Among large plans and changes: British citizenship, Zürich training, a big financial transfer – and small: a new jacket and shoes, a trip to northern Italy paid for by the the university, and most startling a re-engagement with two research projects that had dropped off the radar (just as though I were as productive as I actually ought to be) –...
an ugly backwash into the chaos of ridiculous mistakes I've made in my life: simply enough, a phone call from a student loan collection agency, with a long lecture from a clearly tired, exasperated woman about my irresponsibility and the ways that the US government will come after me. Not, of course, the first time I've heard disquisitions on this subject; but the timing is a bit nerve-wracking, considering all the financial moves I've made lately.
And the result, an anxious, tired couple of days, with bad dreams... and a guilty, spooked sense that whatever plans I try to make for a financial or healthy or professional future are doomed by old messes, all of which were made by me of course. (And it doesn't help that the Tories are now, horribly, in power – pretty dispiriting: like a return to the eighties and nineties, to what was for me a chain of unsuccessful jobs managing performance groups whose money was being taken away, with a miserable denouement in an apartment building that had barely graduated from its past as a meth lab, surrounded by neighbors who were homeless, babbling, disintegrating, or on the edge of disaster...)
Probably all this sounds ridiculous to you: but there are things that follow you like the Furies, the Erinyes; and of course there's the problem of being a slave to the modern world of banking and interest. It is strange to read the new collection of 'lost' stories by Ernest Bramah, where he speaks of fictional imperial Chinese who have to somehow get out from under poverty, the enmity of high officials, the sheer oppression of a vast and ruthless system; but of course since Bramah writes amusing stories there is always a sudden and near-magical release from bondage, as the evil mandarin has his head chopped off, or the inheritance appears on the doorstep.
I dreamed, again, of that last episode of Dollhouse: not the one where the world disintegrates, but the one after it, where a small body of people have retreated to a house in the country without electricity or running water, where they can reconstruct a possible life while the world goes mad. I know I've badgered some friends lately about living in a group on retirement – it is derived from this image: that when the world gets to be too much, or when my alternative is living alone in a small room until I qualify for a rest home, that there might be the possibility of creating family in some distant place. (And yes, I know: this may merely resemble Aesop's grasshopper trying to convince the ant to make the entrance to the anthill bigger... hmm. Entomology recapitulates schizogony, or something like that.)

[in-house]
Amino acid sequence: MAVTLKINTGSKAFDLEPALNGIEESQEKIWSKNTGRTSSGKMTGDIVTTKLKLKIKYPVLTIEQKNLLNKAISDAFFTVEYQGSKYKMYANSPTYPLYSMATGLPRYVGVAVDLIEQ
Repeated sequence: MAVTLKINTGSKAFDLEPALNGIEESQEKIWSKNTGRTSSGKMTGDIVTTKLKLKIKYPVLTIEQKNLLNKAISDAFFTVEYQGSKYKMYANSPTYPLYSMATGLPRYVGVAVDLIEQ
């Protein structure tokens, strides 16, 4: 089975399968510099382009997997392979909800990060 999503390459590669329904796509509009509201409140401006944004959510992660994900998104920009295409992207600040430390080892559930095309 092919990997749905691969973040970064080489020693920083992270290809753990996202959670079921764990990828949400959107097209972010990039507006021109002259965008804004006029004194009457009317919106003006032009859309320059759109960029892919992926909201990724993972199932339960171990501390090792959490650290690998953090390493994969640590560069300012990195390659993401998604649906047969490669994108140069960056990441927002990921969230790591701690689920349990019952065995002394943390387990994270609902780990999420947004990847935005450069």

Is it possible – even probable – that many writings about revolution, change, anarchy, represent at least partly a barely hidden wish to escape from one's own official records and duties? (Not, maybe, something as trivial as student loans; maybe more like old convictions, associations with the politically dangerous, and so on.) Although it's always been difficult to take Ezra Pound's Canto XLV against usurers entirely seriously – yes, it certainly is powerful, but it's not exactly poetry, is it? – maybe some of his mental disintegration and strange decisions came from that same desperation, from a need to escape old mistakes. Or think of Nicholas Mosley's Hopeful Monsters, that beautiful but eerie novel, and the sheer madness of Europe in the 1930s: it is certain that people, among their fears and desperate plans, were also hoping, maybe only in their dreams and secret fantasies, that their responsibilities would also be exploded when governments fell and armies marched past.
I'll get over this, of course. I'm already halfway over it: I know that if the letters become strident, the demands become impossible to ignore, I can get away with small payments – although it is hard to believe that I would ever pay everything off.
But it's disorienting: just when parts of life, of existence, feel more optimistic, more possible, and even when I stop mooning over long-lost wishes to focus on present realities; when I feel, after a long time of helplessness, as though I'm in charge of my own future; it's so maddening to be bitten, once again, in the backside, as in a dogfight you can't win. If only life had a rewind/erase button....